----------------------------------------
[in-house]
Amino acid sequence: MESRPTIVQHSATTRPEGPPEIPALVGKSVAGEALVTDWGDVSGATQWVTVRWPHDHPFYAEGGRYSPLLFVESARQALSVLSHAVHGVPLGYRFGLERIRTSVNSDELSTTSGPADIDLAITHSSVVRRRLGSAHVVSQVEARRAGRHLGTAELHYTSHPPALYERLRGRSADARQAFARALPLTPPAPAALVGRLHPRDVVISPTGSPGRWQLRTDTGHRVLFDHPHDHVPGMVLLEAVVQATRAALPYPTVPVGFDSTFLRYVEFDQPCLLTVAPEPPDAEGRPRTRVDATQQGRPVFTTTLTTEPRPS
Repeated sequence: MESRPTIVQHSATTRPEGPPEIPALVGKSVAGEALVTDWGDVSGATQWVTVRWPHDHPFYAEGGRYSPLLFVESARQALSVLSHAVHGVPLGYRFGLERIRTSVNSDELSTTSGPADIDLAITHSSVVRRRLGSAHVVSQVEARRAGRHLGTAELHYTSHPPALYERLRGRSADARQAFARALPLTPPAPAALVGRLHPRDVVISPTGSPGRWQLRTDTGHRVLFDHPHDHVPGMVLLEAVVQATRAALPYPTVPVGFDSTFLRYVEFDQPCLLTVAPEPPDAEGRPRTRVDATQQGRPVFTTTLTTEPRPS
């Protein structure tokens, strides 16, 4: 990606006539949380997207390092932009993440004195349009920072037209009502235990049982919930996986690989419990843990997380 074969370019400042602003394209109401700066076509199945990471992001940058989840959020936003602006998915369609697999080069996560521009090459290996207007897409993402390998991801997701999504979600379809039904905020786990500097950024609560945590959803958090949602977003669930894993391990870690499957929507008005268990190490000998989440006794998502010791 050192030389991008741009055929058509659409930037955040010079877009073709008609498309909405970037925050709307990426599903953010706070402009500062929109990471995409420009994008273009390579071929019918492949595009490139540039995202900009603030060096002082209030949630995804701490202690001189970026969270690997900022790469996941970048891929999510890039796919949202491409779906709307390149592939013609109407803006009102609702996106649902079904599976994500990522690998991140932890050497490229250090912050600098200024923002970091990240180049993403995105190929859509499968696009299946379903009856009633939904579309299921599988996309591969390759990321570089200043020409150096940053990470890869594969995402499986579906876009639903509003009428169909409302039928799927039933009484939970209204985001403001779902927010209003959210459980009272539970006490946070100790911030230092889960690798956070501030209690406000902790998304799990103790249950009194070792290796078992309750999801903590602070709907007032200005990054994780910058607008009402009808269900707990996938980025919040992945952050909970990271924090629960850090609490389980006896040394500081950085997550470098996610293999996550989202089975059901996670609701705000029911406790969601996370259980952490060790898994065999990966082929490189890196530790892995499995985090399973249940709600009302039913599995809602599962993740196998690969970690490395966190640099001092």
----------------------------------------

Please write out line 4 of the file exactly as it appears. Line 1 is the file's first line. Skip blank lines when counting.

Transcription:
């Protein structure tokens, strides 16, 4: 990606006539949380997207390092932009993440004195349009920072037209009502235990049982919930996986690989419990843990997380 074969370019400042602003394209109401700066076509199945990471992001940058989840959020936003602006998915369609697999080069996560521009090459290996207007897409993402390998991801997701999504979600379809039904905020786990500097950024609560945590959803958090949602977003669930894993391990870690499957929507008005268990190490000998989440006794998502010791 050192030389991008741009055929058509659409930037955040010079877009073709008609498309909405970037925050709307990426599903953010706070402009500062929109990471995409420009994008273009390579071929019918492949595009490139540039995202900009603030060096002082209030949630995804701490202690001189970026969270690997900022790469996941970048891929999510890039796919949202491409779906709307390149592939013609109407803006009102609702996106649902079904599976994500990522690998991140932890050497490229250090912050600098200024923002970091990240180049993403995105190929859509499968696009299946379903009856009633939904579309299921599988996309591969390759990321570089200043020409150096940053990470890869594969995402499986579906876009639903509003009428169909409302039928799927039933009484939970209204985001403001779902927010209003959210459980009272539970006490946070100790911030230092889960690798956070501030209690406000902790998304799990103790249950009194070792290796078992309750999801903590602070709907007032200005990054994780910058607008009402009808269900707990996938980025919040992945952050909970990271924090629960850090609490389980006896040394500081950085997550470098996610293999996550989202089975059901996670609701705000029911406790969601996370259980952490060790898994065999990966082929490189890196530790892995499995985090399973249940709600009302039913599995809602599962993740196998690969970690490395966190640099001092």